One of the key points that Brown makes is that the armory can be both helpful and harmful. On the one hand, our armory can protect us from emotional pain and discomfort. But on the other hand, it can also prevent us from being open and honest with ourselves and others. In order to be effective leaders, we need to be able to recognize when we're using our armor and when it's preventing us from connecting with others.
Just as a turtle has a hard shell to protect itself, we all have emotional armor that we use to protect ourselves from vulnerability. But just as a turtle needs to be able to come out of its shell in order to move and connect with the world around it, we need to be able to take off our armor and be vulnerable in order to be effective leaders. By acknowledging our armor and learning to be vulnerable, we can create deeper connections with our teams and inspire them to be their best selves.
#4. Empathy as the antidote to shame
Brené Brown argues that shame is a powerful emotion that can hold us back from living our best lives. Shame can make us feel unworthy, unlovable, and disconnected from others. But empathy, on the other hand, can help us break down these barriers and connect with others on a deeper level.
Brown describes empathy as the antidote to shame. By showing empathy towards ourselves and others, we can begin to break down the walls of shame that hold us back. Empathy allows us to recognize our own struggles and those of others, and to respond with kindness and compassion. It's not always easy to show empathy, especially when we're dealing with difficult emotions like shame or fear. But according to Brown, empathy is essential for building meaningful relationships and creating a more connected world.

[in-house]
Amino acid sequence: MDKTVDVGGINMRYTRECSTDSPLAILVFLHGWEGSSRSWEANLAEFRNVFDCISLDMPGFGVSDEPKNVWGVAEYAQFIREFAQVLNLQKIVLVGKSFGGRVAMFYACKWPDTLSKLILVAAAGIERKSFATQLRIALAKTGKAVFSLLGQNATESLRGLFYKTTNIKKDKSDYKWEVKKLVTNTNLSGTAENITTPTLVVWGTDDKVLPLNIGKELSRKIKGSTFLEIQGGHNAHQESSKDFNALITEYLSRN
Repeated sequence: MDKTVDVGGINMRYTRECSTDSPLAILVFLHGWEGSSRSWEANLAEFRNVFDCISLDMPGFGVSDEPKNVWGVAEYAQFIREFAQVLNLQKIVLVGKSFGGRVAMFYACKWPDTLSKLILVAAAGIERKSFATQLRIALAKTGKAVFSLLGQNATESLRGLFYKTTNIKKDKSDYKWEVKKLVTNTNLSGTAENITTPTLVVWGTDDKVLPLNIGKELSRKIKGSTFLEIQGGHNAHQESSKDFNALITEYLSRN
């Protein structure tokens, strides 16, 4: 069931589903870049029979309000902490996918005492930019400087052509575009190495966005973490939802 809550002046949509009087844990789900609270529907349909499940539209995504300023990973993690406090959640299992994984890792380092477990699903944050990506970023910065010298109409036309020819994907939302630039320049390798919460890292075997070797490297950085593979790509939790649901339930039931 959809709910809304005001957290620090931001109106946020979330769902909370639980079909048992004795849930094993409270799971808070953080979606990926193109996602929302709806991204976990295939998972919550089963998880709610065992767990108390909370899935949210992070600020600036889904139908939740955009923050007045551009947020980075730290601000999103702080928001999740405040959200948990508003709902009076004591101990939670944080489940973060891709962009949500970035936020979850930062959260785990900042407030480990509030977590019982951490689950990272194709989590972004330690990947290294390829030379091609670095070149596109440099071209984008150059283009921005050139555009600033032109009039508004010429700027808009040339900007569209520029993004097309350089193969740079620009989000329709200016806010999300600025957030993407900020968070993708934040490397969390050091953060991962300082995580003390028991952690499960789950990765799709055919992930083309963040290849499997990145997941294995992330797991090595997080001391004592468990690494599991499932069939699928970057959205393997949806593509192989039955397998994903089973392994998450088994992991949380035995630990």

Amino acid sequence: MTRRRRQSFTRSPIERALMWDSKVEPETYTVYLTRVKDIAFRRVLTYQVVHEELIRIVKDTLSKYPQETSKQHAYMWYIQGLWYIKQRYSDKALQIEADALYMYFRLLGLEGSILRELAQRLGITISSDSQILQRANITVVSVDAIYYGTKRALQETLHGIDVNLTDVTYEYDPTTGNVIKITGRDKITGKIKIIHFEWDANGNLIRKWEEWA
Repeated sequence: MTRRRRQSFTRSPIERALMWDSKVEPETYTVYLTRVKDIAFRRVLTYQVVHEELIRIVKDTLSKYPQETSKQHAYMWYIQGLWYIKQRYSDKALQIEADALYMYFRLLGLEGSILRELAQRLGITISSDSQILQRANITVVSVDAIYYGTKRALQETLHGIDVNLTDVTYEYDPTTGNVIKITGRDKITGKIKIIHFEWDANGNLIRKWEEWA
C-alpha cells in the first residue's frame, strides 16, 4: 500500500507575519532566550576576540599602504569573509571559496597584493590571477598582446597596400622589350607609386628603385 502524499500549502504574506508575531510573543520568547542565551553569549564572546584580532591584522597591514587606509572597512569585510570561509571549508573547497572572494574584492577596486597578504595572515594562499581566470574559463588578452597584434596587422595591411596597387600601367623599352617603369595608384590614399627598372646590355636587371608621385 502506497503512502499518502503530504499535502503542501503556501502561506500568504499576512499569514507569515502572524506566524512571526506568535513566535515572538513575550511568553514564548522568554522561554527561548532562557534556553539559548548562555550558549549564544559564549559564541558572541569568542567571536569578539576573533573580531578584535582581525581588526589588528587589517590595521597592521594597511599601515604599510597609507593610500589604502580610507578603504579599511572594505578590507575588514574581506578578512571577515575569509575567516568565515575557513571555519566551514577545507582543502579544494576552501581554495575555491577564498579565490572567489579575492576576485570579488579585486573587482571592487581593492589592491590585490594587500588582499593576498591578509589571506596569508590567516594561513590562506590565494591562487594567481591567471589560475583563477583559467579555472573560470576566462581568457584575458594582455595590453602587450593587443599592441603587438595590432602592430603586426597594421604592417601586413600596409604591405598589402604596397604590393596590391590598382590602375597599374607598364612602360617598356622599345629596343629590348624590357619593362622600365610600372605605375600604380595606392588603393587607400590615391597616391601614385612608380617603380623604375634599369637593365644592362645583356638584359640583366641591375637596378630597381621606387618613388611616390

#5. Living into our values
In order to be effective leaders, we need to be clear about our values and live into them. But what does that mean, exactly For starters, it means taking the time to identify our core values. This can be a difficult process, but it's an essential one. We need to reflect on what really matters to us, what drives us, and what we stand for. Once we've identified our values, we need to make sure that we're living into them in every aspect of our lives, both personally and professionally.
Living into our values requires courage and vulnerability. It means being willing to stand up for what we believe in, even when it's difficult or unpopular. It means being willing to have difficult conversations and make tough decisions that align with our values. But when we live into our values, we create a sense of authenticity and integrity that inspires trust and respect from those around us. And that's what true leadership is all about.